In , total expenses were $347.4M, an increase of $12.9M (3.9%) compared with the previous year's total expenses of $334.5M. The increase is mainly due to a $7.0M increase in salaries and employee benefits expenses, a $6.9M increase in amortization expenses and a $6.1M increase in transfer payments mainly attributable to variations in the European Space Agency's payment schedule, combined with a $5.2M decrease in the acquisition of RADARSAT-2 data (imagery).

The CSA's total revenues were $0.02M in ($0.03M in ), which represents the re-spendable portion of overall revenues of $19M. The majority of these revenues are reported under the sale of goods and services provided by the DFL, i.e., sale of goods and services to private business or other Government of Canada departments, location and use of public property, as well as other revenues.

Condensed Statement of Financial Position (unaudited) as of (dollars)
Financial information Difference
( minus
)
Total net liabilities 78,209,306 82,971,608 4,762,302
Total net financial assets 68,924,688 75,154,787 (6,230,099)
Departmental net debt 9,284,618 7,816,821 1,467,797
Total non-financial assets 1,559,168,970 1,547,839,023 11,329,947
Departmental net financial position 1,549,884,352 1,540,022,202 9,862,150

Total net liabilities of $78.2M consist mainly of accounts payable and accrued liabilities. These represent goods and services received at year-end but that have not yet been paid by the Agency.

The $4.8M (5.7%) decrease in net liabilities ($78.2M for compared with $83M for ) is mainly due to a $5.7M decrease in accounts payable and accrued liabilities. These variances are normal as payment schedules may vary from one year to another, especially those related to the ISS, the RCM and the ESA.

Total assets were $1.63B at the end of ($69M of net financial assets and $1.56B of non-financial assets), similar to the previous year's total of $1.62B.

Non-financial assets are mainly composed of space-related assets ($1.4B over $1.56B or 90.8%).

Additional information

Organizational profile

  • Appropriate minister: The Honourable Navdeep Bains, P.C., M.P.
  • Institutional head: Lisa Campbell
  • Ministerial portfolio: Innovation, Science and Industry
  • Enabling instrument[s]: Canadian Space Agency Act, S.C. , c. 13Endnote 59
  • Year of incorporation / commencement: Established in
  • Other: The Canadian Space Agency was established in . Approximately 84% of its employees work at the headquarters located at the John H. Chapman Space Centre, in St-Hubert, Quebec. The remaining personnel serve the CSA at the David Florida Laboratory in Ottawa, Ontario and its Policy and Planning offices in Gatineau, Quebec, with officials in Houston, Washington and Paris.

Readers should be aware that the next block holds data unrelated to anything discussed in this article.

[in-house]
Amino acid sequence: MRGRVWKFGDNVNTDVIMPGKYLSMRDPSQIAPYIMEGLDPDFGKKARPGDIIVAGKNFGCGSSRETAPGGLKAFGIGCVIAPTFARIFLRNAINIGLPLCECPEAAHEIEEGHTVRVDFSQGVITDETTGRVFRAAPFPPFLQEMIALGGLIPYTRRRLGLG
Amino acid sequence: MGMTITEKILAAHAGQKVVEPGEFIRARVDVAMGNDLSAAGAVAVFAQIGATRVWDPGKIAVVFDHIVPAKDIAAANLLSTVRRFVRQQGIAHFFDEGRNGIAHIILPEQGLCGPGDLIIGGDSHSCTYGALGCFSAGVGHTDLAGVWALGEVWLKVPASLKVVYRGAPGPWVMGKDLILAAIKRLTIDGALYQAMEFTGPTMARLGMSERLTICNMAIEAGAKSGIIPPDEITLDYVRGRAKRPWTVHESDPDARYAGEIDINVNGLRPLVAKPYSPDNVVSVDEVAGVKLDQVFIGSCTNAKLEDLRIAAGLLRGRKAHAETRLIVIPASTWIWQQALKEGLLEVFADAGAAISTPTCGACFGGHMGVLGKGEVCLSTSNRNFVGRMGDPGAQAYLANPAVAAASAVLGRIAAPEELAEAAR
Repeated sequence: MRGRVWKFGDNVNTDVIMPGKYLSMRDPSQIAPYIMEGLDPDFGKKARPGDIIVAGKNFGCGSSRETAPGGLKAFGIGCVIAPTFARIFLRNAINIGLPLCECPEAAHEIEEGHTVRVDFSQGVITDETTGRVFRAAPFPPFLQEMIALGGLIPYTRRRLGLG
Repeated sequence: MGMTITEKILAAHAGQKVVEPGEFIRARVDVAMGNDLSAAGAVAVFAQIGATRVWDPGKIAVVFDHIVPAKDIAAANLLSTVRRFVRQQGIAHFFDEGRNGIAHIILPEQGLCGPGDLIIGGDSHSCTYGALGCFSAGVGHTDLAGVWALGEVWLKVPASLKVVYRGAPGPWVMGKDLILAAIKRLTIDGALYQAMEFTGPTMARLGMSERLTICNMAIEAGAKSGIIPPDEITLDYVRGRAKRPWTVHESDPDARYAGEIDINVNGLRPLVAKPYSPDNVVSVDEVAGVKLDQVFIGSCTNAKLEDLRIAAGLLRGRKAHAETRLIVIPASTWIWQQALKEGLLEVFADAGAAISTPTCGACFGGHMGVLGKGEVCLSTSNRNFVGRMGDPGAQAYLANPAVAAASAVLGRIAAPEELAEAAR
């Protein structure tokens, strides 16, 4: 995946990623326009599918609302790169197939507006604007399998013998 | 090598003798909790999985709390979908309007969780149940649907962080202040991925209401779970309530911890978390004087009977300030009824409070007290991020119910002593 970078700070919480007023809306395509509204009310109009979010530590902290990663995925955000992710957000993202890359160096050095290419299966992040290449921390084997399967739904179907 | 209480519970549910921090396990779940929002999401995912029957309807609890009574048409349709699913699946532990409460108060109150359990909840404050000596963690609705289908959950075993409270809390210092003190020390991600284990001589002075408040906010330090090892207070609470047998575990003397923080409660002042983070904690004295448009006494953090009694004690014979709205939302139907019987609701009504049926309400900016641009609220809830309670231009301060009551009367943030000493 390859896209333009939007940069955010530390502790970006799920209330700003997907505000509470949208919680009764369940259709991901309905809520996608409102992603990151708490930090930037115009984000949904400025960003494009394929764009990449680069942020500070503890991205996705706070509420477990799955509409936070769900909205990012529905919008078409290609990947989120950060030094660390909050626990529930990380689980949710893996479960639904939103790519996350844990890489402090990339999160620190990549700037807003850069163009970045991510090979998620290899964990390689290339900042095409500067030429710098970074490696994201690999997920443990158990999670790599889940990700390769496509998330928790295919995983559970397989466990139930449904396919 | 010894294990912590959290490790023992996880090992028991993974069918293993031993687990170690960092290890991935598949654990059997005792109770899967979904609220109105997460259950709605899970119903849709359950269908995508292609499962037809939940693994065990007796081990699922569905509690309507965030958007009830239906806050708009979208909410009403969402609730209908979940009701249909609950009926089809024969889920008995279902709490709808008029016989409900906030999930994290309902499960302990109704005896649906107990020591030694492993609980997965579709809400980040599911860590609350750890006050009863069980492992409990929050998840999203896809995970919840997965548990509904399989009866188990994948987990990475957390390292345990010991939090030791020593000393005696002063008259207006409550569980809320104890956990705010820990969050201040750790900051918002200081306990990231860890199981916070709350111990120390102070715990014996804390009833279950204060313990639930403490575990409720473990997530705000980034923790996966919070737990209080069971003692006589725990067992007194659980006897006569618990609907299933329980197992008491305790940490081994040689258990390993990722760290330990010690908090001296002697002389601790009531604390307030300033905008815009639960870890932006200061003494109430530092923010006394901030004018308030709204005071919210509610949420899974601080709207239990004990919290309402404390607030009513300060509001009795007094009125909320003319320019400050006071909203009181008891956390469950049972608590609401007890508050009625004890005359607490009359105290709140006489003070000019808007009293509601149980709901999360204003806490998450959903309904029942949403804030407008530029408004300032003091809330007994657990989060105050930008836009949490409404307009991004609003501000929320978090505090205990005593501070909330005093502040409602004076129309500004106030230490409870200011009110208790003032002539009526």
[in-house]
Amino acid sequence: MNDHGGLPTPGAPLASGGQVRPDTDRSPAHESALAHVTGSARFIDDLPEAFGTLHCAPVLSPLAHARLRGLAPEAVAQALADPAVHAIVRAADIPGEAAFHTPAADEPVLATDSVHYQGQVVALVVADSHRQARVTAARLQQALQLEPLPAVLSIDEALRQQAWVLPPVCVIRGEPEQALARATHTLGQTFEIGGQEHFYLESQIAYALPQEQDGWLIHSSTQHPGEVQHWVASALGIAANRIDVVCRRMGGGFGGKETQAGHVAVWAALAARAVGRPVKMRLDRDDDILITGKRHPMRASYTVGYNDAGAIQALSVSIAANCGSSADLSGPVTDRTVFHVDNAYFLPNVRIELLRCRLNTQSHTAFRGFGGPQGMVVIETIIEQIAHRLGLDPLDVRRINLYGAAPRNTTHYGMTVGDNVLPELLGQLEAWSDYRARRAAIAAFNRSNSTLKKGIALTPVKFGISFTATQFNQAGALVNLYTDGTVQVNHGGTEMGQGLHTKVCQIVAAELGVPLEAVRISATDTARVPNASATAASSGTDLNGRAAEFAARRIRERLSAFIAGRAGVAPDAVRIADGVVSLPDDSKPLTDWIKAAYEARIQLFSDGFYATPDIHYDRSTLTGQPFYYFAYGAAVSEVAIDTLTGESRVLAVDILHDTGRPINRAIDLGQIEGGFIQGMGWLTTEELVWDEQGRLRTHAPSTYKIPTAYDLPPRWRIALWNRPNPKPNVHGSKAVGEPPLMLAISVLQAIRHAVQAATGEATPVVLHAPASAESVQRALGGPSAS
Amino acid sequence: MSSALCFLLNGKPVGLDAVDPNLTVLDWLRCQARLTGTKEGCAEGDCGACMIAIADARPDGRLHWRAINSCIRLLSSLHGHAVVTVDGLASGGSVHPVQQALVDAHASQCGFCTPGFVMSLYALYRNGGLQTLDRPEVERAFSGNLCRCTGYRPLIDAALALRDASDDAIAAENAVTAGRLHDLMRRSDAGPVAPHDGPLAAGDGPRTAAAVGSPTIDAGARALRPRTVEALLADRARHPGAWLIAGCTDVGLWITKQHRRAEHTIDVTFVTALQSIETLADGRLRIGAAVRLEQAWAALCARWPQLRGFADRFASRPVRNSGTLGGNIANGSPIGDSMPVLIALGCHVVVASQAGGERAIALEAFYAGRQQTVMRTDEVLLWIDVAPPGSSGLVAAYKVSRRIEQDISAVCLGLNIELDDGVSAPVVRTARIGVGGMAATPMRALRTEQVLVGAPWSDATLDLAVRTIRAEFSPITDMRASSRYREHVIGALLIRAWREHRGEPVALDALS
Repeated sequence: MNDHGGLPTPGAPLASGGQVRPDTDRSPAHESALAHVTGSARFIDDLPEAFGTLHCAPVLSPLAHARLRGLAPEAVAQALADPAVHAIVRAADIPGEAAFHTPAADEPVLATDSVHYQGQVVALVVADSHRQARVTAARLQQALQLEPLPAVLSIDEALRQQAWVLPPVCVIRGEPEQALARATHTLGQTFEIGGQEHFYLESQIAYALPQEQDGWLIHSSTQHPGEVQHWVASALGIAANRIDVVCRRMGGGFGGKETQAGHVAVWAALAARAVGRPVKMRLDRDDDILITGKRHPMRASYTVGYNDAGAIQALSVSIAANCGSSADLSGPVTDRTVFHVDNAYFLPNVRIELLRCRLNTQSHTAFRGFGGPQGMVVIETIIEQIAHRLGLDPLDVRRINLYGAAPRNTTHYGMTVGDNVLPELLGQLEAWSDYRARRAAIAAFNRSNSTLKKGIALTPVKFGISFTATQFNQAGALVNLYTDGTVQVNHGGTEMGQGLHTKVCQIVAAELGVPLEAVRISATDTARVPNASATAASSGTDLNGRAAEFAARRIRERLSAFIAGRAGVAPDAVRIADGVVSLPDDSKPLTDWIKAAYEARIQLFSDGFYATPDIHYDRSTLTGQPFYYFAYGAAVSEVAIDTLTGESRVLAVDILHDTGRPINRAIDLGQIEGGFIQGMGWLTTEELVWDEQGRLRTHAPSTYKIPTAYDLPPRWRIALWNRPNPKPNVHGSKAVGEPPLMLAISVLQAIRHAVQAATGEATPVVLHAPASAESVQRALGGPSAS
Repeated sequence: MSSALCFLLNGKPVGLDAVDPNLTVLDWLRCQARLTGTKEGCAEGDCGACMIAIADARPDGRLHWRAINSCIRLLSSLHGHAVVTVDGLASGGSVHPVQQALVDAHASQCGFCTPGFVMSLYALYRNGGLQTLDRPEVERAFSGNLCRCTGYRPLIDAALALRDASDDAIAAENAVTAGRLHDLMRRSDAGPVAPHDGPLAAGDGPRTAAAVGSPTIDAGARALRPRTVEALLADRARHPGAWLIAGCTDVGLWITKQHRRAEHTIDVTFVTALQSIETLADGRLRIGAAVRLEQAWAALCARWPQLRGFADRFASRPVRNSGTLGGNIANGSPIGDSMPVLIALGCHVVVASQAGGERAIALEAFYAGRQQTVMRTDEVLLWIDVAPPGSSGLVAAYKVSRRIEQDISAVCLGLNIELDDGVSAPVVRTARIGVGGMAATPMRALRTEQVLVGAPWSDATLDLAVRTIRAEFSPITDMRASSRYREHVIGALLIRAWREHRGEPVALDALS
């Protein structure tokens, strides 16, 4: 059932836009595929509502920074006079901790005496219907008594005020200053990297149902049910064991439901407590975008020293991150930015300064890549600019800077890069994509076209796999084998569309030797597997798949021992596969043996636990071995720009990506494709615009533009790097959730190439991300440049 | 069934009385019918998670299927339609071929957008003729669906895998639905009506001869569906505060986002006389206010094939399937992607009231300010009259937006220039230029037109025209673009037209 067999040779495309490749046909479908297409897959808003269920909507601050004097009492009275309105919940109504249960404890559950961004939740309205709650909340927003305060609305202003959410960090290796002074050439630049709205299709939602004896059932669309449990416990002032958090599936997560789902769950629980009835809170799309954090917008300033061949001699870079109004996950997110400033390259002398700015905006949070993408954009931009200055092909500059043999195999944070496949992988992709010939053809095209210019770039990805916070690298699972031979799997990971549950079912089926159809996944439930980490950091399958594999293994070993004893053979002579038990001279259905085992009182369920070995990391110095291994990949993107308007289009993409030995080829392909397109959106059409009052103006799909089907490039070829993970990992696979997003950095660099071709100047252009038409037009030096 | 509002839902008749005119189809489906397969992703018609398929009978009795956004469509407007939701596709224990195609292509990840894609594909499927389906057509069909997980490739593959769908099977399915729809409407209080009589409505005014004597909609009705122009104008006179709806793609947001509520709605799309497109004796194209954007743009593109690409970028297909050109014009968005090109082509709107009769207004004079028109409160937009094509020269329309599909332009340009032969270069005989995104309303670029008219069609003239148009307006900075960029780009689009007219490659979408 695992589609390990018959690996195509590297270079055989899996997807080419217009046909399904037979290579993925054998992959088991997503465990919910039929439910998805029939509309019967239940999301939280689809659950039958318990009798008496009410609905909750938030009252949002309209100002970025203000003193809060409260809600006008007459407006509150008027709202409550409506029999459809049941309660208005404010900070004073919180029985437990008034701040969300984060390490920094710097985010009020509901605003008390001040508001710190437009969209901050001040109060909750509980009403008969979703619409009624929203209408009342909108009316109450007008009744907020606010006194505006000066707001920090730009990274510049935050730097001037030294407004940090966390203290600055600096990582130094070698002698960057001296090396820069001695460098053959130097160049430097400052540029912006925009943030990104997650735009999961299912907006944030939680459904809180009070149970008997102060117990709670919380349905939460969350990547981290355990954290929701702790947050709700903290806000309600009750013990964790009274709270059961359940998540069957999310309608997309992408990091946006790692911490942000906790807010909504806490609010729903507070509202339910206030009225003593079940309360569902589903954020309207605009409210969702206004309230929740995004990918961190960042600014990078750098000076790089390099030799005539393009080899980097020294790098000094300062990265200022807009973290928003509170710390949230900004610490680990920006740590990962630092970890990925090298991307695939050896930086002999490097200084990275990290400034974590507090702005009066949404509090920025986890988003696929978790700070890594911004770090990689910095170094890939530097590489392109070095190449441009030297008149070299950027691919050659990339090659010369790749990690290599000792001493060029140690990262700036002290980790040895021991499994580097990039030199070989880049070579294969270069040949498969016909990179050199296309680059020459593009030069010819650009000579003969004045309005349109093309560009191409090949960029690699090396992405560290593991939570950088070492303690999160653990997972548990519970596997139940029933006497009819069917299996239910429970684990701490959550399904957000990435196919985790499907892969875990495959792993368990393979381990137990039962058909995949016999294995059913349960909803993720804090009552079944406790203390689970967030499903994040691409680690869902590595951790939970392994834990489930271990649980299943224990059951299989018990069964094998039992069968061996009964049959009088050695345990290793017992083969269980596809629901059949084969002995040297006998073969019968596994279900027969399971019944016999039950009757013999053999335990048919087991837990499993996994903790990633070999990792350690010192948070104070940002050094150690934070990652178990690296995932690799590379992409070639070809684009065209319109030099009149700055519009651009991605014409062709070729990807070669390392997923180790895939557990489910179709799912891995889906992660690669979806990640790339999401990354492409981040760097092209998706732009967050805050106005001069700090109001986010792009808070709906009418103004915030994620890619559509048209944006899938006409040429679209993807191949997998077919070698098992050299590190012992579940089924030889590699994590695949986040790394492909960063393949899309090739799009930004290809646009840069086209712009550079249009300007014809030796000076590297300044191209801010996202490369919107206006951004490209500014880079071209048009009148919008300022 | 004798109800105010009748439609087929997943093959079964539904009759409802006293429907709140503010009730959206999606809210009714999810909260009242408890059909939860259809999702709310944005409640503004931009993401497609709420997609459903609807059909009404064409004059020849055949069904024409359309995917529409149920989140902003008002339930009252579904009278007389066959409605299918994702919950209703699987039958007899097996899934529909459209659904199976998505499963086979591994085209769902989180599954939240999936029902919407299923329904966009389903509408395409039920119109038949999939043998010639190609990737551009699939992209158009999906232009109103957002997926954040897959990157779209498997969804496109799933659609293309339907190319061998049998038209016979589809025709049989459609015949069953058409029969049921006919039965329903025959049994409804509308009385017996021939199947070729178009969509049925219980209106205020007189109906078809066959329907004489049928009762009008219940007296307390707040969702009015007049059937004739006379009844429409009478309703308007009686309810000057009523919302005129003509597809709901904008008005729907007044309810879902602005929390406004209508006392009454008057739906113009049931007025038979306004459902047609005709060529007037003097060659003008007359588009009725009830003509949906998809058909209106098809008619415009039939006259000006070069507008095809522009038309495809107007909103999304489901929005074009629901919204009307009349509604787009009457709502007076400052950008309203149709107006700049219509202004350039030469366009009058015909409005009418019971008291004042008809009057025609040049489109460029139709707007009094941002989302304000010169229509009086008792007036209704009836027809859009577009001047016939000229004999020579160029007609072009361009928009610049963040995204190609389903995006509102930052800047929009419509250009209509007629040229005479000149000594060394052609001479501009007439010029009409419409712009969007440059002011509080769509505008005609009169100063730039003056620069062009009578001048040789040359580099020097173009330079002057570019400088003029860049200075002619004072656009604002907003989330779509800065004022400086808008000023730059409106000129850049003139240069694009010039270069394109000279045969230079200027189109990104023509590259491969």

Raison d'être, mandate and role: who we are and what we do

"Raison d'être, mandate and role: who we are and what we do" is available on the Canadian Space Agency's website.Endnote 58

For more information on the department's organizational mandate letter commitments, see the Minister's mandate letterEndnote 60.

Reporting framework

The Canadian Space Agency's Departmental Results Framework and Program Inventory of Record for are shown below:

Departmental Results Framework and Program Inventory of Record for 2019–20 image. Text version below:
Departmental Results Framework and Program Inventory of Record - Text version
  • Departmental Results Framework
    • Core Responsibility: Canada in space
      • Departmental Result: Space research and development advances science and technology
        • Indicator: Business Expenditures in Research and Development in the space sector
        • Indicator: Canada's rank among OECD nations on the citation score of space-related publications
      • Departmental Result: Canadians engage with space
        • Indicator: Number of new people and organizations entering space-related fields as a result of CSA funding
        • Indicator: Number of engagements on social media related to the CSA
      • Departmental Result: Space information and technologies improve the lives of Canadians
        • Indicator: Number of services offered to Canadians dependent on CSA information
        • Indicator: Number of Canadian space technologies adapted for use on Earth or re-use in space
      • Departmental Result: Canada's investments in space benefit the Canadian economy